The summer is just the time for barbecues and picnics. However good the idea may seem, the risk of experiencing gastrointestinal distress increases when you decide to eat outdoors, as germs multiply really fast when exposed to high temperatures. Here is advice for you to keep in mind if it’s grilled veggies or meat devoured during a picnic with your friends that you are dreaming of.
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Outdoor dining is a tricky thing, as you become relaxed and are enjoying the warmth of sunlight, but the germs lurking in the pizza and snacks you have brought outdoors are plotting against you. Well, they are just living their life, and there is not much they can do besides multiplying, so no reason to blame them for it.
Still, the germ hazard becomes especially significant if it’s a picnic that awaits you, since you are likely to leave foods sitting out on the table for much longer than they usually do in your kitchen.
Foods normally endure around two hours before they are colonized, if not annexed, by bacteria. They are there all the time, but it’s the heat that promotes their population growth, and when there are too many of them, your digestive tract can stop tolerating it.
Here is what you can do to reduce the risk of food poisoning when dining outdoors.
Tip #1. Timing matters
Depending on what food you have on the table, the time it can stay there and remain safe may vary. Non-acidic foods, like vegetables, grains, your fave potato salad, meat, etc. can sunbathe for as long as one hour. After that, colonies of Salmonella will swarm the food, even if you have mixed the easy-to-multiply-in pasta with a difficult-to-stay-in vinegar.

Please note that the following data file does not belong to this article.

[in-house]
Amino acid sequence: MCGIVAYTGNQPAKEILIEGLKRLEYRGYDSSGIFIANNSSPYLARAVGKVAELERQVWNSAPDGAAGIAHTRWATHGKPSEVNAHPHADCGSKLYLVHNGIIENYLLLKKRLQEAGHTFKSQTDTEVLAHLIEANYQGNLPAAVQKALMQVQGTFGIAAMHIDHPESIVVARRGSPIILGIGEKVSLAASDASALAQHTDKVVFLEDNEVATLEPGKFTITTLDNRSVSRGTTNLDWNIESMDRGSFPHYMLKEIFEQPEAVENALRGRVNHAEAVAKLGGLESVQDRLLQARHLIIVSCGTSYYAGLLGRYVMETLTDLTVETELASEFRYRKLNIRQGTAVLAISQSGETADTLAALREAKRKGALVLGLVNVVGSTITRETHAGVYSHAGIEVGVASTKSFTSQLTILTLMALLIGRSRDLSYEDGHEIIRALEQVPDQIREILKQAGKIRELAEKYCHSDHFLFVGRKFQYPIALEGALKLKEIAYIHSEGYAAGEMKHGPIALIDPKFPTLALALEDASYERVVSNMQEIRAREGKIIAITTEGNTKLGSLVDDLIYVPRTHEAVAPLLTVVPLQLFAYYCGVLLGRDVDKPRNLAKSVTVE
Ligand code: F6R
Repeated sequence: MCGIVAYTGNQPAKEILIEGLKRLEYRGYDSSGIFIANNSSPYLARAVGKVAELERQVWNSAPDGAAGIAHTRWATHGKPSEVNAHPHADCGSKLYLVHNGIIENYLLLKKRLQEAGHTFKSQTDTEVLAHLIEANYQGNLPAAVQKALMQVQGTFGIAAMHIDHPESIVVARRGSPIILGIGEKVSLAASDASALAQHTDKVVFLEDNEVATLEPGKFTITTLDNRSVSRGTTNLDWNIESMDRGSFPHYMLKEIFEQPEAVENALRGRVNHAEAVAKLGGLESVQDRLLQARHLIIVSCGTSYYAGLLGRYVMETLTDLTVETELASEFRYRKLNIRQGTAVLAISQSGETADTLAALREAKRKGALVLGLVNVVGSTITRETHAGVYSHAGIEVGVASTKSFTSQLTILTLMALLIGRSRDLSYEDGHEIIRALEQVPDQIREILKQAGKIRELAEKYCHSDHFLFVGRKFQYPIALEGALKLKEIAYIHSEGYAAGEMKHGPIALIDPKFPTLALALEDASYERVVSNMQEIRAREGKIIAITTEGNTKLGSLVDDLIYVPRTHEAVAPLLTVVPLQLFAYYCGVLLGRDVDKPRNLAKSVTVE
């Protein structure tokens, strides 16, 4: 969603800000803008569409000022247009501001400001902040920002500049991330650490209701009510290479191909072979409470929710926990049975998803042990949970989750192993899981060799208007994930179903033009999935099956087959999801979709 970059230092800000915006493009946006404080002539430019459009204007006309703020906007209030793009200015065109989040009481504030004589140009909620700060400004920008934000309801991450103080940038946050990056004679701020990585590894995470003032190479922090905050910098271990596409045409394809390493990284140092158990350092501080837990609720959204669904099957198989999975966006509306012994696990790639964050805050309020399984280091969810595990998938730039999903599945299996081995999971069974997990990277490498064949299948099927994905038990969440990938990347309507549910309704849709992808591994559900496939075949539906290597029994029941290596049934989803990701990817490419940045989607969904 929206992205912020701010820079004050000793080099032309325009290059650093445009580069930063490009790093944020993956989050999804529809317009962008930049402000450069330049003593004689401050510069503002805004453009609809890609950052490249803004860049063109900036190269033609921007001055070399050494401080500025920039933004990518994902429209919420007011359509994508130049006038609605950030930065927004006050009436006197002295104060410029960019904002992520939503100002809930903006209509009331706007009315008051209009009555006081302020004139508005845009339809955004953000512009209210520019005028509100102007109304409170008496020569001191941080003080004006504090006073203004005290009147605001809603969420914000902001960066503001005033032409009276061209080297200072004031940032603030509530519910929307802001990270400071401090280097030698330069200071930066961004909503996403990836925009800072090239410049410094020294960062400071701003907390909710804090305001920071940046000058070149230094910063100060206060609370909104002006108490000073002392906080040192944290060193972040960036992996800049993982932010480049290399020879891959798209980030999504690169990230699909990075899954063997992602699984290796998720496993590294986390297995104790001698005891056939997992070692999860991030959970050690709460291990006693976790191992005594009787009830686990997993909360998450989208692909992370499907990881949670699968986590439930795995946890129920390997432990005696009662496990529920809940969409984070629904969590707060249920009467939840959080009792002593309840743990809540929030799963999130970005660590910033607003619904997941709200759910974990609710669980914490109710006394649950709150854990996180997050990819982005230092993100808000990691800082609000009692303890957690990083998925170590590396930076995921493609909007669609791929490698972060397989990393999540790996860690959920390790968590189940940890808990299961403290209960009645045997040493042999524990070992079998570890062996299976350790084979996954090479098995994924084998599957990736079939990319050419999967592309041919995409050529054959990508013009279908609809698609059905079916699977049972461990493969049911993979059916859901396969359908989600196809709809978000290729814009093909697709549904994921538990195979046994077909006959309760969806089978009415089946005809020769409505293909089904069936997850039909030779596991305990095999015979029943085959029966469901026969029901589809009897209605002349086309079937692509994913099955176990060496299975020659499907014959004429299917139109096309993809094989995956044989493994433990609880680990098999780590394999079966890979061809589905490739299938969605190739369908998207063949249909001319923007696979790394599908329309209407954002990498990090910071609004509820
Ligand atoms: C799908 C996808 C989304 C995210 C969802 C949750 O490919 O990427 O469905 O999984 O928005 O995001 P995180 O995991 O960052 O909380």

Bread and acidic foods are not prone to turning into a bacterial redoubt fast, but they should not sit out for too long either.
Tip #2. Cook food right before eating it
If everyone is still playing volleyball, it’s not a good idea to serve the dishes right now. Pop the foods you do not need now in the cooler or leave them in the grill until everyone is ready to devour the meal. (Yes, devour – that should be fast!)
Tip #3. Avoid direct sunlight
When serving the table, place it in a shadowed area or use an umbrella to protect the food from sunlight. The heat from the sun is not enough to keep bacteria at bay, but perfect for providing them with a good environment to multiply.
Tip #4. Wash your hands
Yes, it is obvious, but washing your hands is a must if you want to try to avoid post-picnic adventures on a porcelain horse. Food on the table can be contaminated when touched by unwashed hands, and chances are different germ parties won’t clash.
Let’s be honest – most of us haven’t heard of the 2-hour rule, but it is stated on the FDA’s website, so it must have some scientific evidence behind it. You may have left your leftovers in the heat of your car for several hours for as long as you have been driving, but it doesn’t mean that you are on the safe side. You know, you can ignore traffic safety rules and avoid being hit, but one day it may change.
Some of us can eat foods with mold on it with no consequences (at least with no visible ones), but it does not mean your immune system and gastrointestinal tract approve of it. The overwhelming majority of people let food stay outside of the fridge for several hours, and nothing bad happens, but safety rules are designed to help you avoid health problems, so trying to stick to them – even if not that accurately – might be a good idea.
Serving Up Safe Buffets – fda.gov